La Cerveza Casera: The Rise of Mexico’s Homebrewing Movement

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Malt grains in a homebrew shop

This article originally appeared in the May/June 2024 issue of Zymurgy Magazine

By David J. Schmidt

I sat drinking with my friend Jorge on the outdoor patio of Morenos brewery on hot June afternoon. Mexico City was in the throes of the worst heat wave in years, and local newspapers reported that beer sales had gone up by 80 percent.

“You know, I’d sure like to make my own someday,” Jorge said as he held up his glass of IPA. Jorge has a classic Latin American intellectual look to him: shaggy beard, unkempt hair, thick-rimmed glasses. He’s a multifaceted Renaissance man–psychotherapist, university professor, and overall well-read virtuoso. Brewing was about the only skill that he was lacking. “I used to drink the cheap commercial stuff. Corona, Modelo. Even Carta Blanca and Tecate, God help me. But ever since I developed a taste for craft beer, I can’t go back to that swill.”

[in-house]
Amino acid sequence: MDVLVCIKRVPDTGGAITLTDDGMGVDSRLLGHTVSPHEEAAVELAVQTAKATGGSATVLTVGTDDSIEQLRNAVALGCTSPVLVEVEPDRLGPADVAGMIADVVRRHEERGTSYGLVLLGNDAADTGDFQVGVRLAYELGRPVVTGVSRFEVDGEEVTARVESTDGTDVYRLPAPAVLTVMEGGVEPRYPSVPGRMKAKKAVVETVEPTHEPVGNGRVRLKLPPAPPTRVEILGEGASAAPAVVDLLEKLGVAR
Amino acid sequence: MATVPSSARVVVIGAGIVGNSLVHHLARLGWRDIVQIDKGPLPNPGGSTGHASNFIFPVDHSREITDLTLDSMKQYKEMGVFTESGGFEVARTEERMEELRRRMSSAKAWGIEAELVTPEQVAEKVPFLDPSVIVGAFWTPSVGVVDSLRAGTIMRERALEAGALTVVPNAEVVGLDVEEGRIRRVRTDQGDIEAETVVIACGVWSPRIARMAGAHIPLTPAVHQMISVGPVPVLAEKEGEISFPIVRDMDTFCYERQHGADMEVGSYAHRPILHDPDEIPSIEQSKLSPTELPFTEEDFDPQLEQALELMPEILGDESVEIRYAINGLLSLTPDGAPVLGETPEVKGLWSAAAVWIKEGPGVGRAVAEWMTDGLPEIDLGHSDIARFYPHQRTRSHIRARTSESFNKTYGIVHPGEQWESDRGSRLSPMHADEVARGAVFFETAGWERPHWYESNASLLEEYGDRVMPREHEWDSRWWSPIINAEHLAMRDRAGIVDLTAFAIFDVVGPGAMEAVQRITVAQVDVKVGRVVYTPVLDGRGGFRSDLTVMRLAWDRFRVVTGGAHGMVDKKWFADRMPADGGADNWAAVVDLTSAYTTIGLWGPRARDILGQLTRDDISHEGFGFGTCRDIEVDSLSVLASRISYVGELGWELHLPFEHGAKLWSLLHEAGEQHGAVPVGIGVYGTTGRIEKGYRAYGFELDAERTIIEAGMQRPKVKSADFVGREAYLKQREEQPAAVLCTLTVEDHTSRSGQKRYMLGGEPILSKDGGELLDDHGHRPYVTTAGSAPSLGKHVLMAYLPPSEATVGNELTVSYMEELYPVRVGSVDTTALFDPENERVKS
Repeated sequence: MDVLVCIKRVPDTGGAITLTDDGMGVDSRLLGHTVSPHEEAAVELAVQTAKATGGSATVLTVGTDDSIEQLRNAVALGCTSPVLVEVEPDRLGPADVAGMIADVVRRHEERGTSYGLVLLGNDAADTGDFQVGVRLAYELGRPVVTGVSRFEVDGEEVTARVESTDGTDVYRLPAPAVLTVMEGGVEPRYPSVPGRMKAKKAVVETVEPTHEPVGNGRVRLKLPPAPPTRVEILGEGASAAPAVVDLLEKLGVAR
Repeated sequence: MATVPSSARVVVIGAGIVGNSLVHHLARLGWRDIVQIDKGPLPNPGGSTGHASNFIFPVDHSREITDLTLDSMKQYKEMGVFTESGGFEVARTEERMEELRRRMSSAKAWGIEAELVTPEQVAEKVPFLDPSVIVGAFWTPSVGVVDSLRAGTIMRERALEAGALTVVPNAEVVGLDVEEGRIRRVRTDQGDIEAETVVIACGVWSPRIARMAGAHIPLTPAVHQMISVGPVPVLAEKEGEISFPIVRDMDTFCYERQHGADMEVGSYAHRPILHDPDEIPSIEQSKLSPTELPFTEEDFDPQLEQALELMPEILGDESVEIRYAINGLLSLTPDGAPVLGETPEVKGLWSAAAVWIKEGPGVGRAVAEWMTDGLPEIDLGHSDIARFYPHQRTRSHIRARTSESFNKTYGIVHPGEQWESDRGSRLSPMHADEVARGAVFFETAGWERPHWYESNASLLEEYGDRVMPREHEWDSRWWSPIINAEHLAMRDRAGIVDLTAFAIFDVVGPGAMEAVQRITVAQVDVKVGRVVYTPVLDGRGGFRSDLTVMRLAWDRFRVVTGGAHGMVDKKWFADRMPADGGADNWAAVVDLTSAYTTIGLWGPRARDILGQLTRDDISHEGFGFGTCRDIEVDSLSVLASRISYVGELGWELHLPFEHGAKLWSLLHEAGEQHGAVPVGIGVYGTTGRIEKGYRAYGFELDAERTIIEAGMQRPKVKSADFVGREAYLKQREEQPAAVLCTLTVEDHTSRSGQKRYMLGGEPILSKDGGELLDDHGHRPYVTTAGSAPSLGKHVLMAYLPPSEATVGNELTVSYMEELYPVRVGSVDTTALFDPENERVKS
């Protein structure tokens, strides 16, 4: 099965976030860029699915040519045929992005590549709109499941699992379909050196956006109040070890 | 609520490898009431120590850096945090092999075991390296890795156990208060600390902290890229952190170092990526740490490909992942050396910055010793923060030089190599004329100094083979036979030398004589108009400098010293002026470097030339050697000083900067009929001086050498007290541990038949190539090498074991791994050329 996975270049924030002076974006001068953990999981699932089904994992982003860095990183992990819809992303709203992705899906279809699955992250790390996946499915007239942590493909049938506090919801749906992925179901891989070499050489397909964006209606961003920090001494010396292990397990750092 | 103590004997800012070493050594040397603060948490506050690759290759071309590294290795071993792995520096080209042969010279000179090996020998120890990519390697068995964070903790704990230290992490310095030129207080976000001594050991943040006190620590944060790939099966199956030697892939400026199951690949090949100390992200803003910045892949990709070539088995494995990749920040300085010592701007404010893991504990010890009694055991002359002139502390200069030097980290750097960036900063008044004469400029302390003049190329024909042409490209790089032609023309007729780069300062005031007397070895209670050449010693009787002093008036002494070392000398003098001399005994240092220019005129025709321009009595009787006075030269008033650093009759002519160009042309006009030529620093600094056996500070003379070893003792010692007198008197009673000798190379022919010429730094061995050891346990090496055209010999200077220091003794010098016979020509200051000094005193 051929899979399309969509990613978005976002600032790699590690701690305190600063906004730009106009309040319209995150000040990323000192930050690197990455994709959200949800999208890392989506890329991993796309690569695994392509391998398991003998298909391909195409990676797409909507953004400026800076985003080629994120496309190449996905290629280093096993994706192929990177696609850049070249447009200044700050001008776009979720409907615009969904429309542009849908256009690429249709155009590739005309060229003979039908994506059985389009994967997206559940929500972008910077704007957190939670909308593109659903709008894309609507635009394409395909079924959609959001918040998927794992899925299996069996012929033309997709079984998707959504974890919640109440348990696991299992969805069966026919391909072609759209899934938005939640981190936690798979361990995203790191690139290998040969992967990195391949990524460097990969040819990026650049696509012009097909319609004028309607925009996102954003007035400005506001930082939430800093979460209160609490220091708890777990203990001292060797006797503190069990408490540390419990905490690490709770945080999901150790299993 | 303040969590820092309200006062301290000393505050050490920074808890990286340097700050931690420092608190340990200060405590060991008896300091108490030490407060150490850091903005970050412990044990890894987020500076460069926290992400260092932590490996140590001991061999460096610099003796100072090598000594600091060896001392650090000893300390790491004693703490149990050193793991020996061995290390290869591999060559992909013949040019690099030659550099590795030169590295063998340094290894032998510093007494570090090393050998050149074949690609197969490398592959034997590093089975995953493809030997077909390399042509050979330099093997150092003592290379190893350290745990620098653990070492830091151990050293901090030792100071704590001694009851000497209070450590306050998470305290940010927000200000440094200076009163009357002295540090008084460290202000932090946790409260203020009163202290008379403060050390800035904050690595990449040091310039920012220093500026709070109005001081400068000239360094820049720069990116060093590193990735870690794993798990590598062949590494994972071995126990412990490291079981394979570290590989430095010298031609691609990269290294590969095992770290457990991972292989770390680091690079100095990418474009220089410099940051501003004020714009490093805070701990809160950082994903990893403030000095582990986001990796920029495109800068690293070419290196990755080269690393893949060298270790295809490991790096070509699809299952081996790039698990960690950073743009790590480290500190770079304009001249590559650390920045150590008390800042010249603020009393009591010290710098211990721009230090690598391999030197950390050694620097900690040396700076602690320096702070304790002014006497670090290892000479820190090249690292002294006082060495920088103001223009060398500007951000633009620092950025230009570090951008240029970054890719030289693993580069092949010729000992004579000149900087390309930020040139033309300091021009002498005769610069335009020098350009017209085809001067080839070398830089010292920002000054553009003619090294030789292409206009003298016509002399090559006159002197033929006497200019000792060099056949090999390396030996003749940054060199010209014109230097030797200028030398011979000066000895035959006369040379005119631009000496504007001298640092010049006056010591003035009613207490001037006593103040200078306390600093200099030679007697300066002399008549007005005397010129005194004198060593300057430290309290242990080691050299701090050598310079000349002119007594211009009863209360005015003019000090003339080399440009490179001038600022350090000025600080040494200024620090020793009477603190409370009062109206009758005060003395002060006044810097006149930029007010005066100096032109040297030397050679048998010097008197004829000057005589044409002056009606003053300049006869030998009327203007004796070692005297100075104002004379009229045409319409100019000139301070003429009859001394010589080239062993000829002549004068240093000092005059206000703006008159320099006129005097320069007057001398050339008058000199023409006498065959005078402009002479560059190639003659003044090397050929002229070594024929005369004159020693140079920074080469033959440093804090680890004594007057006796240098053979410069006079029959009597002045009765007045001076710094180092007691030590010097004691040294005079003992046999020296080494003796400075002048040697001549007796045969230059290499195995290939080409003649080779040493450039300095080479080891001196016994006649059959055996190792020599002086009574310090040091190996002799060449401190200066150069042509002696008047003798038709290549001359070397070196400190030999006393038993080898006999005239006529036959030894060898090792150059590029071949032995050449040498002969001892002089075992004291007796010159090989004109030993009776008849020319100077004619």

“I know what you mean,” I replied. “I’m from San Diego, after all–we’ve got over 100 breweries in the city.”

“The thing is,” Jorge said as he drained his glass, “this stuff is so damned expensive. If I could just make my own, I’d probably save thousands of pesos. You know how to brew, right”…

Access the full article in the May/June 2024 Zymurgy magazine.

This article includes the following:

  • HOMEBREW RECIPE: Mexico City Pale Ale
  • Homebrewing History in Mexico
  • Homebrew Supplies in Mexico
  • Mexico’s Homebrewing Movement
  • Mexican Craft Beer
  • Trends and Tastes
  • Homebrewing Terms in Spanish

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